Gordon Brown said the pure free market era was over
Gordon Brown has admitted that tougher action to curb the financial markets should have been taken 10 years ago, when he was chancellor.
In an interview with the Guardian, the prime minister suggested he could have pushed for international reform after the Asian crisis of the late 1990s.
"I take full responsibility for all my actions," the prime minister said.
It comes after Tory leader David Cameron said "sorry" for his party's failure to foresee the banking crisis.
The Conservatives have been calling for the prime minister to apologise for his role in the prelude to the recession.
"I take full responsibility for all my actions, but I think we're dealing with a bigger problem that is global in nature, as well as national," he said.
"Perhaps 10 years ago after the Asian crisis when other countries thought these problems would go away, we should have been tougher... keeping and forcing these issues on to the agenda like we did on debt relief and other issues of international policy."
He said the national system of regulation he helped establish in 1997 had not kept pace with global financial flows.
Despite the Conservatives' continuing lead in the opinion polls, Mr Brown insisted the current situation should favour Labour, as "only progressive, centre-left governments can address the problems of the global change".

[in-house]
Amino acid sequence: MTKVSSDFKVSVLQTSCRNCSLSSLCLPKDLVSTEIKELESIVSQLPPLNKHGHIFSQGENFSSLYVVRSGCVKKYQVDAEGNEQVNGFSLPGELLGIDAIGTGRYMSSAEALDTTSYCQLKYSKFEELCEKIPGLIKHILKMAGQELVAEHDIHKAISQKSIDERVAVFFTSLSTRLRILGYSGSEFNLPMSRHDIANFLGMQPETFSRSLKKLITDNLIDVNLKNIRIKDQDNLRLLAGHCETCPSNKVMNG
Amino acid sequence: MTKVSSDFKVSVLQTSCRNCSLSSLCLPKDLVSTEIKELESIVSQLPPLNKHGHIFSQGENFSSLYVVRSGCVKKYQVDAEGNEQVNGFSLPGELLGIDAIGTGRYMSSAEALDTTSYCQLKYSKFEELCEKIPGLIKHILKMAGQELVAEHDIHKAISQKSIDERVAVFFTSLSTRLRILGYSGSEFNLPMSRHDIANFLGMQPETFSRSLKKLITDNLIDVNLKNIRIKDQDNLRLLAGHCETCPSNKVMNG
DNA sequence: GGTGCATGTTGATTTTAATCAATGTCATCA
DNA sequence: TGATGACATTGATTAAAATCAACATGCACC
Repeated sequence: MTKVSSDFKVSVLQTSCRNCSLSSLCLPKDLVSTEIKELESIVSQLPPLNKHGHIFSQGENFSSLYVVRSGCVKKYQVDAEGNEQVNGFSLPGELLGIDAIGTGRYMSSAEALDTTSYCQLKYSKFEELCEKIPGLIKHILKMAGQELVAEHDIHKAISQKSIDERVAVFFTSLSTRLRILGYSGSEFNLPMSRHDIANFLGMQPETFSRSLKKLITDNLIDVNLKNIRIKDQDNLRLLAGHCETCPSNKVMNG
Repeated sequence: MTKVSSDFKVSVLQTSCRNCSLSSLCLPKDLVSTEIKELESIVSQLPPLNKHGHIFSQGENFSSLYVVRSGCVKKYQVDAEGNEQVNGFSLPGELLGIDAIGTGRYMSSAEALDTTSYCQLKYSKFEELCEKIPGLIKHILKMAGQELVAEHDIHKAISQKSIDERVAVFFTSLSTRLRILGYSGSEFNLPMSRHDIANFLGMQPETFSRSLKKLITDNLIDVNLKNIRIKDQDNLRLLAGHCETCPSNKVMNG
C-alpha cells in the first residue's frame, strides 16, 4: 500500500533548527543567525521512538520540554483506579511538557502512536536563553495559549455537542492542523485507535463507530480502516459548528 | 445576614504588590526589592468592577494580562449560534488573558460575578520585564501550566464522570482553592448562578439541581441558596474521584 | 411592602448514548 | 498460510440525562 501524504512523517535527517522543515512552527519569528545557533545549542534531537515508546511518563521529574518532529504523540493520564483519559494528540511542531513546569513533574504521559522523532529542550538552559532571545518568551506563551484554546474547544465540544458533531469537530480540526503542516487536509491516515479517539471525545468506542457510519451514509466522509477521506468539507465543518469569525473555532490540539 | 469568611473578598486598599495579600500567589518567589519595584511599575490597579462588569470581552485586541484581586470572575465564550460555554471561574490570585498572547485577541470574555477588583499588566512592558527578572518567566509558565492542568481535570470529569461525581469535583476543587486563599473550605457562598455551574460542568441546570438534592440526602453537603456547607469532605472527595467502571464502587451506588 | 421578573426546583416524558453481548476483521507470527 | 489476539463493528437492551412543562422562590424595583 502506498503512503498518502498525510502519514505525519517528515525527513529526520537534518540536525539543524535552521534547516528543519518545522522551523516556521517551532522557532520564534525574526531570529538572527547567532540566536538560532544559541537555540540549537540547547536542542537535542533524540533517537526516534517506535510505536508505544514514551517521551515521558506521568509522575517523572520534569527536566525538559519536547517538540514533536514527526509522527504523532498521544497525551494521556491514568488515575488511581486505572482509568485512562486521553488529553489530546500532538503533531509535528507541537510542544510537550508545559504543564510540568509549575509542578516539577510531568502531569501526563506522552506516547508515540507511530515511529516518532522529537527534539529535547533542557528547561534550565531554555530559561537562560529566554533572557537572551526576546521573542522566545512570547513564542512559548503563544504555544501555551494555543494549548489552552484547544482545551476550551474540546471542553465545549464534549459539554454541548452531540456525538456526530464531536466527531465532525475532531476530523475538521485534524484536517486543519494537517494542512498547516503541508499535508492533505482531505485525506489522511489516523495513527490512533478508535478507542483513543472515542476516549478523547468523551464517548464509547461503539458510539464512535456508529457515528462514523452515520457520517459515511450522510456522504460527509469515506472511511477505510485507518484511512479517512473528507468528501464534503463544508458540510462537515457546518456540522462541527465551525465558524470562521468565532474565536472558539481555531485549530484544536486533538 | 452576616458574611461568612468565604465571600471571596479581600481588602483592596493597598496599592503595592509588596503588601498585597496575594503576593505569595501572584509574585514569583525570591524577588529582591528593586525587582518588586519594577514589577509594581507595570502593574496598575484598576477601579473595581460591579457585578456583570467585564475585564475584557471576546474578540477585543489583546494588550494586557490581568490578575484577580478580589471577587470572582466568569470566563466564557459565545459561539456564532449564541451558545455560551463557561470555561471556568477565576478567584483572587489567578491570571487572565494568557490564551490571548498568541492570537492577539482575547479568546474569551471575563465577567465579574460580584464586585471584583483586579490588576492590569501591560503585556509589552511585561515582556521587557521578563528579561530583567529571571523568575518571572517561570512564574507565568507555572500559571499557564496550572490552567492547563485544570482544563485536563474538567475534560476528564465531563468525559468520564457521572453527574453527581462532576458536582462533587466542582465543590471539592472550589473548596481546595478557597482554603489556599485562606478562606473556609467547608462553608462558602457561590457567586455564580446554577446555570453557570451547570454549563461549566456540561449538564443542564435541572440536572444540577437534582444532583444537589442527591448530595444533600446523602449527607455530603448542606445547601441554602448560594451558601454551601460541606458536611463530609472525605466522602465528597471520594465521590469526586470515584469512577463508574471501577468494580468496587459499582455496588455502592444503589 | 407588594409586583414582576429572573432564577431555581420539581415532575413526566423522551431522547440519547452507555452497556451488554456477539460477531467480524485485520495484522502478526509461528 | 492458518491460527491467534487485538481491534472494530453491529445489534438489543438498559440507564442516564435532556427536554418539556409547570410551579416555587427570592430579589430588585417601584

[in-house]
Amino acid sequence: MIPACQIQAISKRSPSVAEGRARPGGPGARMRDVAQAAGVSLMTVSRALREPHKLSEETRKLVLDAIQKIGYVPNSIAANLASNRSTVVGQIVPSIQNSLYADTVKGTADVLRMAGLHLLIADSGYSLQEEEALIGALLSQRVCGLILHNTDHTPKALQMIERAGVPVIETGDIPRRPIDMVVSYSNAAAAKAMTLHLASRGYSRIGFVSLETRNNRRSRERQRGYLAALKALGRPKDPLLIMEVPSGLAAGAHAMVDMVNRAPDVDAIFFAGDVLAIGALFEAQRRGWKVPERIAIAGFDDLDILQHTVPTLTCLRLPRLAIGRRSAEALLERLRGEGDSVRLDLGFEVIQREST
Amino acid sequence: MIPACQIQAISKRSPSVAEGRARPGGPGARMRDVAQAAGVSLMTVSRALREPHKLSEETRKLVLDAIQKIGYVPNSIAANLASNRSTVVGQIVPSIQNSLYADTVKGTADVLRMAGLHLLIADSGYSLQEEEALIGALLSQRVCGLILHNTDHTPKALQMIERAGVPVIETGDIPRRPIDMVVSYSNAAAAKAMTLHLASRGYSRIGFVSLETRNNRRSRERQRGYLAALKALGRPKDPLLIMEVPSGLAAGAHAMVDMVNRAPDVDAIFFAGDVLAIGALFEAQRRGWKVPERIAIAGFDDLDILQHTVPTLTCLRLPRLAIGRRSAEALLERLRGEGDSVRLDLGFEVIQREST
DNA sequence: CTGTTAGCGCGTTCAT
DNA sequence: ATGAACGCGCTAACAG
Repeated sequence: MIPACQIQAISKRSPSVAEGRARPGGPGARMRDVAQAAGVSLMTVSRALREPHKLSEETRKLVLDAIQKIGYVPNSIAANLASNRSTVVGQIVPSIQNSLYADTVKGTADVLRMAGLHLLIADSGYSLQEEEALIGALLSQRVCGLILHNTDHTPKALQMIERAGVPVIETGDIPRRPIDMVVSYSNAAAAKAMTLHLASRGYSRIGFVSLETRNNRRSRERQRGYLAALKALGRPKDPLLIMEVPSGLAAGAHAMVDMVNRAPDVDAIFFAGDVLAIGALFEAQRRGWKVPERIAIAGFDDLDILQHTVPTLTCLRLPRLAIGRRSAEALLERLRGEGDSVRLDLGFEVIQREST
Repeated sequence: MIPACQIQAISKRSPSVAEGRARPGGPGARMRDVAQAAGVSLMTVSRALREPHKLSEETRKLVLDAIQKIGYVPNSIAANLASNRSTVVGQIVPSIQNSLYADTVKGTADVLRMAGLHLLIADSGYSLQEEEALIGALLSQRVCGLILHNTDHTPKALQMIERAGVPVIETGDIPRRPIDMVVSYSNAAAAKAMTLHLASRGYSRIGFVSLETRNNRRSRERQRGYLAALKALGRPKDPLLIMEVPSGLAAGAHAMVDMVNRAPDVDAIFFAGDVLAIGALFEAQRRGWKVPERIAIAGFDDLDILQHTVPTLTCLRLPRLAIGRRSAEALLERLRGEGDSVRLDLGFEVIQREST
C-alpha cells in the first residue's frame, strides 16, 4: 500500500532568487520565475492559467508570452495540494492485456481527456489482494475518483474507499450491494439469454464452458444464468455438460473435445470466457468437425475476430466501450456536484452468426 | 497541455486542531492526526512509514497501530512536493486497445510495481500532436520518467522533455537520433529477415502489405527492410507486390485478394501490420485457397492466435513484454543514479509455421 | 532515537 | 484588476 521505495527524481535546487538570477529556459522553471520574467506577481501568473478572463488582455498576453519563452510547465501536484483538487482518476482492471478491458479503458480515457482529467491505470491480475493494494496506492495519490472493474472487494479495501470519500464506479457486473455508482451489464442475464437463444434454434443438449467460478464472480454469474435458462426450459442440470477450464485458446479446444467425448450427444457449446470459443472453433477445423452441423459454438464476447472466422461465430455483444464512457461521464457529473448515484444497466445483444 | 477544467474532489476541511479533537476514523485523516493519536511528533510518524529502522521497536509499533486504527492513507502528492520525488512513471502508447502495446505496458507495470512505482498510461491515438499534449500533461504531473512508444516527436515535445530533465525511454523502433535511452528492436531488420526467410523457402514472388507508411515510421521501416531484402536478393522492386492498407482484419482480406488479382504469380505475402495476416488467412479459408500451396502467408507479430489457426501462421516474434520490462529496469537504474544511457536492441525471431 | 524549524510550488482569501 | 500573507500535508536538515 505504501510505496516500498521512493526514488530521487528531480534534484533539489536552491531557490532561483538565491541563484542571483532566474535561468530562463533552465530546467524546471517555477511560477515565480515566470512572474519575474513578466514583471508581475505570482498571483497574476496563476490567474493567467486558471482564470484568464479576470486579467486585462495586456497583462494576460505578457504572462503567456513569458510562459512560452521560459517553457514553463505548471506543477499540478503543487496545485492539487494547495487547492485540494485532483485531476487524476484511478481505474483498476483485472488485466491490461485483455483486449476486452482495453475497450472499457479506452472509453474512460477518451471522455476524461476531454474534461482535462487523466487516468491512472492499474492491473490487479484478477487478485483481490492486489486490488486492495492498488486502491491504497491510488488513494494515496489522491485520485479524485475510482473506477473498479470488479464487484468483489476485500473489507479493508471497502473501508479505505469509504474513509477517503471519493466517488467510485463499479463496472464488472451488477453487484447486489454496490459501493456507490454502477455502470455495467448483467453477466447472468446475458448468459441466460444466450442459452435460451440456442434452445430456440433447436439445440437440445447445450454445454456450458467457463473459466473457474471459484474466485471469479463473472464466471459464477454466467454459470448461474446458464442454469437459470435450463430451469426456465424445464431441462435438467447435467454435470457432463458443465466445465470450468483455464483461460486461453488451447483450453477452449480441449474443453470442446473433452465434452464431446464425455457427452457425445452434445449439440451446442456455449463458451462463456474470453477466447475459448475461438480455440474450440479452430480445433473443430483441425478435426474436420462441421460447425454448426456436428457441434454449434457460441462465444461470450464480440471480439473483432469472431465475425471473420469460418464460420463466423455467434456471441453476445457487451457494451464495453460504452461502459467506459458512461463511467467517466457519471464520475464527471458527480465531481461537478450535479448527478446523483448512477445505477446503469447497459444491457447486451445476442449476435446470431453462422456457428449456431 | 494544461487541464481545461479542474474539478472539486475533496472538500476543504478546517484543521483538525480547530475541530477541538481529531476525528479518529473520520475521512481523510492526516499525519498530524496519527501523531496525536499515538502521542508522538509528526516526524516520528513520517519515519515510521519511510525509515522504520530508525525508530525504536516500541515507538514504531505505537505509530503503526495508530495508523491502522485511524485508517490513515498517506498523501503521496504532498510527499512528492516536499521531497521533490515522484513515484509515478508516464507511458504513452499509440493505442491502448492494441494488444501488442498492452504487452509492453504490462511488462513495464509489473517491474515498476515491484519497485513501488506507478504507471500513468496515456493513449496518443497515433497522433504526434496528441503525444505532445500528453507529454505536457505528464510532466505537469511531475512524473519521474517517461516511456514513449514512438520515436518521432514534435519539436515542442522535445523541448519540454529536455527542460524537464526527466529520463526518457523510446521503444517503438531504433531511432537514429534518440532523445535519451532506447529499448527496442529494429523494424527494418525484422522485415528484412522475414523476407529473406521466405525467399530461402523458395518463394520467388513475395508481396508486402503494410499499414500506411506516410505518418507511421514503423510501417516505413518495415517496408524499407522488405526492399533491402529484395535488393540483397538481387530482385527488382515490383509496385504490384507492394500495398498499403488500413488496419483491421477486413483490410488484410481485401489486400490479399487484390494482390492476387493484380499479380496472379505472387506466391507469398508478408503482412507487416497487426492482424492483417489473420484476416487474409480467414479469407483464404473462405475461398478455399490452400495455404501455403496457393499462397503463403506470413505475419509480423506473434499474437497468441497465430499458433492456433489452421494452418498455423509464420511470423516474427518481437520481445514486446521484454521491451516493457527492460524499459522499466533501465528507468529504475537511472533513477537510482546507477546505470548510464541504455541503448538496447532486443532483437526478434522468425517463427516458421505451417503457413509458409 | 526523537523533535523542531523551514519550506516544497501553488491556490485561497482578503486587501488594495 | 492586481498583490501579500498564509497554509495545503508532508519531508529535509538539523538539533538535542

He said the "40-year-old prevalent orthodoxy" known as the "Washington consensus" in favour of free markets had come to an end.
"Laissez-faire has had its day. People on the centre-left and the progressive agenda should be confident enough to say that the old idea that the markets were efficient and could work things out by themselves are gone," he said.
"That doesn't mean to say that what government does is always right. What it means is that both government and markets have got to be underpinned by values."
Mr Brown also refused to rule out a further "fiscal stimulus" for the British economy when Chancellor Alistair Darling delivers his budget on 22 April.
Education Secretary Ed Balls, a former economic adviser to Mr Brown, recently admitted the government "underestimated" the risks to the economy from not having stronger regulation of the City.
And in Washington earlier this month, Mr Brown told the BBC's political editor Nick Robinson that the government "should have been tougher in some areas".
"There are some regulatory issues where we could have and should have been tougher..."
"There's always a need for humility and there's always a need to accept collective responsibility, I don't think I would run away from responsibility for what happens."